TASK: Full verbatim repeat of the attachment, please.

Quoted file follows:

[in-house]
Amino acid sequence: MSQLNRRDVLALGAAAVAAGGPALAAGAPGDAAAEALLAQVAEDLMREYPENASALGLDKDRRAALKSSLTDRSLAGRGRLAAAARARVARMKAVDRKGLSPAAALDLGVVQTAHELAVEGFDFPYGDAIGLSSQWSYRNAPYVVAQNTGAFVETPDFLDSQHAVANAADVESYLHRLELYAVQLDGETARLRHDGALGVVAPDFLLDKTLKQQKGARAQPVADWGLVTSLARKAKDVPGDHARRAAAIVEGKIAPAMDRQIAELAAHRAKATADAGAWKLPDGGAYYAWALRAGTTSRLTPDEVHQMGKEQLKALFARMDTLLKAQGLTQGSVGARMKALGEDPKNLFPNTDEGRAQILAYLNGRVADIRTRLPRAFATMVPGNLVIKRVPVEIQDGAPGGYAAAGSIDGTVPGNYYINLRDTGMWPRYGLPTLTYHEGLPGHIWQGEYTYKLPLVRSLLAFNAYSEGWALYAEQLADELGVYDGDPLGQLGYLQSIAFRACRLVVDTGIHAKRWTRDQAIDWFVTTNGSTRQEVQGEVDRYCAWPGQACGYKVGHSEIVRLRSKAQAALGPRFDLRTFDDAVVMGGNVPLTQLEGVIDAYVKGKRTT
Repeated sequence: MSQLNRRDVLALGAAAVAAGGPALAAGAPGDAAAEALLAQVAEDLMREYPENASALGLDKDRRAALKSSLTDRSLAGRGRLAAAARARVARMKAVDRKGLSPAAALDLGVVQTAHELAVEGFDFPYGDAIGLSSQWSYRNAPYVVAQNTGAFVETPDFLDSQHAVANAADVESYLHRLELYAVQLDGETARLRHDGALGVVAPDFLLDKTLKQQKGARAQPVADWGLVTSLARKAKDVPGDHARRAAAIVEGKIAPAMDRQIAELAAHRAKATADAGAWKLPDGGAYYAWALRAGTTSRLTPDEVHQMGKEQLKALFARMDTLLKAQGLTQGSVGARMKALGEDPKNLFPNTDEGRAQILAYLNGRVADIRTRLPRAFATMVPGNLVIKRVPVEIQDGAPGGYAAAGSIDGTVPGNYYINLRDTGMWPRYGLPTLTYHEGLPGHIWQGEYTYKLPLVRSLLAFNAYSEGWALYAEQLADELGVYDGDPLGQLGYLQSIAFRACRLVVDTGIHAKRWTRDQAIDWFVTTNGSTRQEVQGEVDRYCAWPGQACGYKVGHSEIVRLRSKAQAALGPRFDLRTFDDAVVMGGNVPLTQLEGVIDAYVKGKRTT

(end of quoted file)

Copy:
[in-house]
Amino acid sequence: MSQLNRRDVLALGAAAVAAGGPALAAGAPGDAAAEALLAQVAEDLMREYPENASALGLDKDRRAALKSSLTDRSLAGRGRLAAAARARVARMKAVDRKGLSPAAALDLGVVQTAHELAVEGFDFPYGDAIGLSSQWSYRNAPYVVAQNTGAFVETPDFLDSQHAVANAADVESYLHRLELYAVQLDGETARLRHDGALGVVAPDFLLDKTLKQQKGARAQPVADWGLVTSLARKAKDVPGDHARRAAAIVEGKIAPAMDRQIAELAAHRAKATADAGAWKLPDGGAYYAWALRAGTTSRLTPDEVHQMGKEQLKALFARMDTLLKAQGLTQGSVGARMKALGEDPKNLFPNTDEGRAQILAYLNGRVADIRTRLPRAFATMVPGNLVIKRVPVEIQDGAPGGYAAAGSIDGTVPGNYYINLRDTGMWPRYGLPTLTYHEGLPGHIWQGEYTYKLPLVRSLLAFNAYSEGWALYAEQLADELGVYDGDPLGQLGYLQSIAFRACRLVVDTGIHAKRWTRDQAIDWFVTTNGSTRQEVQGEVDRYCAWPGQACGYKVGHSEIVRLRSKAQAALGPRFDLRTFDDAVVMGGNVPLTQLEGVIDAYVKGKRTT
Repeated sequence: MSQLNRRDVLALGAAAVAAGGPALAAGAPGDAAAEALLAQVAEDLMREYPENASALGLDKDRRAALKSSLTDRSLAGRGRLAAAARARVARMKAVDRKGLSPAAALDLGVVQTAHELAVEGFDFPYGDAIGLSSQWSYRNAPYVVAQNTGAFVETPDFLDSQHAVANAADVESYLHRLELYAVQLDGETARLRHDGALGVVAPDFLLDKTLKQQKGARAQPVADWGLVTSLARKAKDVPGDHARRAAAIVEGKIAPAMDRQIAELAAHRAKATADAGAWKLPDGGAYYAWALRAGTTSRLTPDEVHQMGKEQLKALFARMDTLLKAQGLTQGSVGARMKALGEDPKNLFPNTDEGRAQILAYLNGRVADIRTRLPRAFATMVPGNLVIKRVPVEIQDGAPGGYAAAGSIDGTVPGNYYINLRDTGMWPRYGLPTLTYHEGLPGHIWQGEYTYKLPLVRSLLAFNAYSEGWALYAEQLADELGVYDGDPLGQLGYLQSIAFRACRLVVDTGIHAKRWTRDQAIDWFVTTNGSTRQEVQGEVDRYCAWPGQACGYKVGHSEIVRLRSKAQAALGPRFDLRTFDDAVVMGGNVPLTQLEGVIDAYVKGKRTT